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Vic Beasley's hands something to watch as Falcons begin minicamp

There's no doubt the Atlanta Falcons have plenty of faith in Vic Beasley Jr. It's up to him to take that next step as a pass-rusher during his second season.

Last year's eighth overall pick will be one of the featured players to watch as the Falcons begin their three-day, mandatory minicamp Tuesday -- a camp open to the public. No, you won't see Beasley take a quarterback to the ground, but there are other aspects to watch in analyzing if he's ready to elevate his game.

Specifically, it will be interesting to see how Beasley uses his hands to go with his tremendous speed. Defensive coordinator Richard Smith broke down all of Beasley's rushes from last season alongside him and made one major point of emphasis.

"We're working on his rush moves in terms of really getting better with the use of his hands," Smith said. "This year, we've been working hard with it in critiquing every day every rep. We're making sure he sees it the same way we see it. And I think it's going to be helpful. I really do."

There were some whispers that Beasley couldn't use his hands as effectively last year while battling a torn labrum in his right shoulder. Beasley, who did not have surgery on the shoulder, said that wasn't a factor and that he feels healthy now.

The Falcons insist moving Beasley to the Sam linebacker role and giving him the coverage responsibilities that come with it won't take away from his main duty: getting after the quarterback.

Here are five other players to watch as minicamp gets going:

Derrick Shelby, defensive lineman: When asked which player looked to be the team's best interior pass-rusher at this point, Smith immediately named Shelby, the former Miami Dolphin acquired in the offseason. Since Shelby plays on the interior, he didn't exactly jump out at you during organized team activities. But he sure has the coaches' attention. "I've been impressed with Shelby," Smith said. "He's a very versatile player. He can play the five-technique; he can play inside as a three-technique. He's got some ability. He's good against the run. I think he's got really good ankle flexion. I like his demeanor right now. He's been pretty impressive."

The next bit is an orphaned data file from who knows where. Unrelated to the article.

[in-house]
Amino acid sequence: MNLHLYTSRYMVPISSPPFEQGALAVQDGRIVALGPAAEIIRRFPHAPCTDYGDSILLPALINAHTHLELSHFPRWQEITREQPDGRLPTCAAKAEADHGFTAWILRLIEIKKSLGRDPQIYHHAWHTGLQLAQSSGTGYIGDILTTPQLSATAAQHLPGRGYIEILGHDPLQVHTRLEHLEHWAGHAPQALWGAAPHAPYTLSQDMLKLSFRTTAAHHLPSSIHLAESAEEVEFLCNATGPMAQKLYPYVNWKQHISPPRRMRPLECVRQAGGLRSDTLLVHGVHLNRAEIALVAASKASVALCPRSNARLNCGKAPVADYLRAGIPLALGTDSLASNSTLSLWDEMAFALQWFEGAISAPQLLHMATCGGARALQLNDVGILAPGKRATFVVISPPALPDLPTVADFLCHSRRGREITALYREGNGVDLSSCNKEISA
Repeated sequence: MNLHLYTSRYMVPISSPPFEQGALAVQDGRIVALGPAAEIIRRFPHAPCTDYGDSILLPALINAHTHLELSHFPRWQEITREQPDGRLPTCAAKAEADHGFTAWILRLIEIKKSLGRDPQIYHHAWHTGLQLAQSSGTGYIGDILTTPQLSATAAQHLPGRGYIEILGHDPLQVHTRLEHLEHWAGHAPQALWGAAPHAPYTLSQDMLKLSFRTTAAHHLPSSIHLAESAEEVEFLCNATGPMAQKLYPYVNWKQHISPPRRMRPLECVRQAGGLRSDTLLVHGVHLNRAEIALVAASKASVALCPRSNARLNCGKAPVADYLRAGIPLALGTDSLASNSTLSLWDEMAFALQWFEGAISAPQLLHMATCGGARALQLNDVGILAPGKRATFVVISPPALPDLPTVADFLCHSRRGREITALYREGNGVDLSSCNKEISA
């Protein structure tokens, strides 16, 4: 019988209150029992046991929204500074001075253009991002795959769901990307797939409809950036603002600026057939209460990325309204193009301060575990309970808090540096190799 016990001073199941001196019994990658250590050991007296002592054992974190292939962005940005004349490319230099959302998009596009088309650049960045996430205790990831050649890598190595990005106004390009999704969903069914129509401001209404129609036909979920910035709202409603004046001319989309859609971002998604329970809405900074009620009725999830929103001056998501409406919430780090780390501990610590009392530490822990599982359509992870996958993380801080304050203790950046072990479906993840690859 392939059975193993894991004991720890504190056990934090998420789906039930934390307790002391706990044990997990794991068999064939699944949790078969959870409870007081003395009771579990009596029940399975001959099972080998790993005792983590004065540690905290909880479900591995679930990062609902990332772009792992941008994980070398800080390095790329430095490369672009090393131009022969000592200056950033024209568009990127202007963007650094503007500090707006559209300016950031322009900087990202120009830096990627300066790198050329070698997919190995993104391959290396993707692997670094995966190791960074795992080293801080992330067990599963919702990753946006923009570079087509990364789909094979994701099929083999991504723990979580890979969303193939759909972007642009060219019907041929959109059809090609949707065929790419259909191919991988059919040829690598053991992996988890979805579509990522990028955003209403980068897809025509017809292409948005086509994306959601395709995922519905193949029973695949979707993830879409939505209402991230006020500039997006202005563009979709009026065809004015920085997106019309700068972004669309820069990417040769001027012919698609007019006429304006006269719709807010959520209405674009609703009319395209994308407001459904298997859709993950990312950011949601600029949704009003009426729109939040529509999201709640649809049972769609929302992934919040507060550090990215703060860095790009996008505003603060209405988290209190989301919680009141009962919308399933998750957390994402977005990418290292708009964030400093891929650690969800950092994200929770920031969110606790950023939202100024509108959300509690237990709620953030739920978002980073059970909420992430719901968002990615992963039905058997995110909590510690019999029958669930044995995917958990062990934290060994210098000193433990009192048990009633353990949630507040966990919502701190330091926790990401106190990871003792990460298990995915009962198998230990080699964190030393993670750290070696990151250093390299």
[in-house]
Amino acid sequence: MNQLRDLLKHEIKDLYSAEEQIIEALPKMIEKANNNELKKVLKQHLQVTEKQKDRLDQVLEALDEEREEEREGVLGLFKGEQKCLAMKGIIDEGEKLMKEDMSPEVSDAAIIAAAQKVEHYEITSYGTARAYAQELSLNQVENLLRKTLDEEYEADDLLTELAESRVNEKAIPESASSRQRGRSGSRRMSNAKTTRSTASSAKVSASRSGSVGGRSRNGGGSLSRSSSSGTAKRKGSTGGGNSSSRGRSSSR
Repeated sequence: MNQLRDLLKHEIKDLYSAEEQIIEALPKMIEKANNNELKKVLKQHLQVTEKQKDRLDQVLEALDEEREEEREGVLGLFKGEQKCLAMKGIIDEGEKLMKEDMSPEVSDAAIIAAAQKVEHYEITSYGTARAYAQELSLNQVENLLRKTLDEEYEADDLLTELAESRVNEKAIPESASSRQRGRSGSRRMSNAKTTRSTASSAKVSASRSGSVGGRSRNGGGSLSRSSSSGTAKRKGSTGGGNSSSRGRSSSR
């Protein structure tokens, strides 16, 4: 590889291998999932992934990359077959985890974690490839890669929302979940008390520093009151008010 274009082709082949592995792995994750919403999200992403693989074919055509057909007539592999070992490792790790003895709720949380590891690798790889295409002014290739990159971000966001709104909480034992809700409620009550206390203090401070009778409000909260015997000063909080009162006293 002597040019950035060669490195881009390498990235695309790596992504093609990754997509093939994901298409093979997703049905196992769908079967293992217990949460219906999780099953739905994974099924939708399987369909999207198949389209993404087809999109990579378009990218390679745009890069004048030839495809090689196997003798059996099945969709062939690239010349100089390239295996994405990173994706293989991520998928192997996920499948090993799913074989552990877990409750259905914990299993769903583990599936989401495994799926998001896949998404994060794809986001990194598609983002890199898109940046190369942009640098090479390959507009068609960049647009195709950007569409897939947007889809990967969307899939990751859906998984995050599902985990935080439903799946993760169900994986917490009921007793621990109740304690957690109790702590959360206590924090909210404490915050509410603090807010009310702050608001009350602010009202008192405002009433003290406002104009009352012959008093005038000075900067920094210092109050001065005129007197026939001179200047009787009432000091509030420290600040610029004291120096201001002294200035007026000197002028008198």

Austin Hooper, tight end: Hooper, the rookie third-round draft pick from Stanford, wasn't allowed to attend OTAs since final exams at his school were not completed by May 9. Although Hooper attended rookie minicamp and reviewed film with tight ends coach Wade Harman over the phone, he still missed a significant amount of practice time. As Hooper rejoins his teammates for minicamp, it will be interesting to see how quickly he can adjust to the offense, and how many reps he gets, period. The coaches raved about Hooper's ability to go up and get the ball, so we'll see if that's evident from the jump.

Akeem King, cornerback: The former seventh-round pick showed flashes in limited playing time last season. With Jalen Collins suspended for the first four games of the season for violating the league's policy on performance-enhancing substances, King has a legitimate chance to earn the nod as the third corner behind Pro Bowler Desmond Trufant and Robert Alford. During OTAs, Alford saw plenty of reps as the nickel slot guy as King and Collins worked on the corners. And don't dismiss DeMarcus Van Dyke or converted receiver C.J. Goodwin in that third cornerback competition. Goodwin has really impressed and, at 6-3, has the size coach Dan Quinn likes at the position.

De'Vondre Campbell, linebacker: Although everyone is focused on when second-round pick Deion Jones will surpass Paul Worrilow as the starting middle linebacker, fourth-round pick Campbell has steadily improved and gotten extensive first-team reps as the Will linebacker. In fact, Worrilow himself applauded Campbell for the speed and length he displays in regard to getting out and covering tight ends. Let's see if Campbell's football instincts show up during minicamp. That was one of the primary question marks for him coming out of Minnesota.

Jake Matthews, left tackle: There hasn't been a lot of talk about the former first-round pick this offseason, with so much attention devoted to the addition of three-time Pro Bowl center Alex Mack. However, this is an important year for Matthews to show he is the left tackle of the future. The coaches say he's looked "great" thus far, but the true measure will come when Matthews and his teammates put the pads on regularly at training camp. Some have wondered if right tackle Ryan Schraeder might be better suited on the left side, or if Matthews might be better off as a guard. Whatever the case, Matthews has to go out and perform at a high level and show he's not just some average player. He was drafted high to be a force.